FARGO — It seems the world as we knew it has completely stopped. With the onset of the coronavirus pandemic, people all over the world are facing troubles they probably only had ever seen in their worst dreams.

Typically when I am feeling the stress of the world, I like to whip out my handy-dandy card for some retail therapy. But times are tight, and of course, COVID is a thing. Fortunately, I'm usually up for a good part-time job. I've waitressed, tended bars, took Sunday morning shifts at my hometown radio station and babysat — along with a lot more. When it comes to living my life the way I want to, I work hard and do what I have to do to be able to make that happen.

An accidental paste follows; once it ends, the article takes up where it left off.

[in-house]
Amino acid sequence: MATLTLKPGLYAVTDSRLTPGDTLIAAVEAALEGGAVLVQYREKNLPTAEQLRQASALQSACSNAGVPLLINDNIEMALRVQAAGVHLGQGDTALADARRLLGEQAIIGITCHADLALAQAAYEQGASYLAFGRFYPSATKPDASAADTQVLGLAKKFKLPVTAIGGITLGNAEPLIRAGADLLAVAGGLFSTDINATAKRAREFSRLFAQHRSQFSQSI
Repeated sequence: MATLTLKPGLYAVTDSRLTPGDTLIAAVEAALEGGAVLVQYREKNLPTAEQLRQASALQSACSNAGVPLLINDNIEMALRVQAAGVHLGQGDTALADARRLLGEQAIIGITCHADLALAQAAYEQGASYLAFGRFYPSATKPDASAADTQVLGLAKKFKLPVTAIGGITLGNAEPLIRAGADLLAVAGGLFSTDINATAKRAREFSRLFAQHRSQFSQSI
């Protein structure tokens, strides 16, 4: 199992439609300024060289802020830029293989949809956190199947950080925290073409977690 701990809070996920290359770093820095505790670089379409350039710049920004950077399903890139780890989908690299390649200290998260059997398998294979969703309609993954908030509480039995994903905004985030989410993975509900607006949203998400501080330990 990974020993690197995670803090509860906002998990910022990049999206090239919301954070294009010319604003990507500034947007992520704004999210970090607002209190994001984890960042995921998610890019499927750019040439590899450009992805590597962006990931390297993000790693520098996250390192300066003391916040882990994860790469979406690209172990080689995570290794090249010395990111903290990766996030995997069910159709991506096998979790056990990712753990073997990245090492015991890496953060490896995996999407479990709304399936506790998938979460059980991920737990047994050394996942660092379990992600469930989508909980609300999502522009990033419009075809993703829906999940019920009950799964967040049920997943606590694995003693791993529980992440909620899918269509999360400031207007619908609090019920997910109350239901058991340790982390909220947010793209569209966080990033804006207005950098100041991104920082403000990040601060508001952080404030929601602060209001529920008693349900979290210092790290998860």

A view of coronavirus using an electron microscope. Submitted / Elizabeth Fischer
A view of coronavirus using an electron microscope. Submitted / Elizabeth Fischer

Enter Helmut Schmidt's Aug. 7 article on Lillestol Research's newest study.

The Study

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In a July press release, Pfizer and BioNTech SE announced "a global phase 2/3 safety and efficacy clinical study to evaluate a single nucleoside-modified messenger RNA (modRNA) candidate from their BNT162 mRNA-based vaccine program against SARS-CoV-2."

Soo what does that mean?